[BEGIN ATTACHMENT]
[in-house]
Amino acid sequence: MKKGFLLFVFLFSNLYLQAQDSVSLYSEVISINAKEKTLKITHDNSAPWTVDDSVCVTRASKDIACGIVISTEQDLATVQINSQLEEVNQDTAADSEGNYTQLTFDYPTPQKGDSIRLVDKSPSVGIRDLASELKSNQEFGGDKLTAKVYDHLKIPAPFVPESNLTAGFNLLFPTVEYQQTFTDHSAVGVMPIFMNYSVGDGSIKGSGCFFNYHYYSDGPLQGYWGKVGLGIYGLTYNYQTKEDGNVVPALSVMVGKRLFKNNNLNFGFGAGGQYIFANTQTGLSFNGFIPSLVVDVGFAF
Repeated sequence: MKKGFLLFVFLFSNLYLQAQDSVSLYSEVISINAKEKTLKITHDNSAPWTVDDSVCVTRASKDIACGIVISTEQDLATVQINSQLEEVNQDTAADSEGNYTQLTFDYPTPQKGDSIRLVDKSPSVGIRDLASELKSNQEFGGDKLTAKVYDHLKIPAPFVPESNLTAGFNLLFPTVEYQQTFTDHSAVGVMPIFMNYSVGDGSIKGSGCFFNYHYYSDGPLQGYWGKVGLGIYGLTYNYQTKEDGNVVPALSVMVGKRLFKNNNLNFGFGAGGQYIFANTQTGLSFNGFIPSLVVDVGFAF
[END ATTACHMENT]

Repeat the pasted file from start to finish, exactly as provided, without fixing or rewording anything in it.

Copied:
[in-house]
Amino acid sequence: MKKGFLLFVFLFSNLYLQAQDSVSLYSEVISINAKEKTLKITHDNSAPWTVDDSVCVTRASKDIACGIVISTEQDLATVQINSQLEEVNQDTAADSEGNYTQLTFDYPTPQKGDSIRLVDKSPSVGIRDLASELKSNQEFGGDKLTAKVYDHLKIPAPFVPESNLTAGFNLLFPTVEYQQTFTDHSAVGVMPIFMNYSVGDGSIKGSGCFFNYHYYSDGPLQGYWGKVGLGIYGLTYNYQTKEDGNVVPALSVMVGKRLFKNNNLNFGFGAGGQYIFANTQTGLSFNGFIPSLVVDVGFAF
Repeated sequence: MKKGFLLFVFLFSNLYLQAQDSVSLYSEVISINAKEKTLKITHDNSAPWTVDDSVCVTRASKDIACGIVISTEQDLATVQINSQLEEVNQDTAADSEGNYTQLTFDYPTPQKGDSIRLVDKSPSVGIRDLASELKSNQEFGGDKLTAKVYDHLKIPAPFVPESNLTAGFNLLFPTVEYQQTFTDHSAVGVMPIFMNYSVGDGSIKGSGCFFNYHYYSDGPLQGYWGKVGLGIYGLTYNYQTKEDGNVVPALSVMVGKRLFKNNNLNFGFGAGGQYIFANTQTGLSFNGFIPSLVVDVGFAF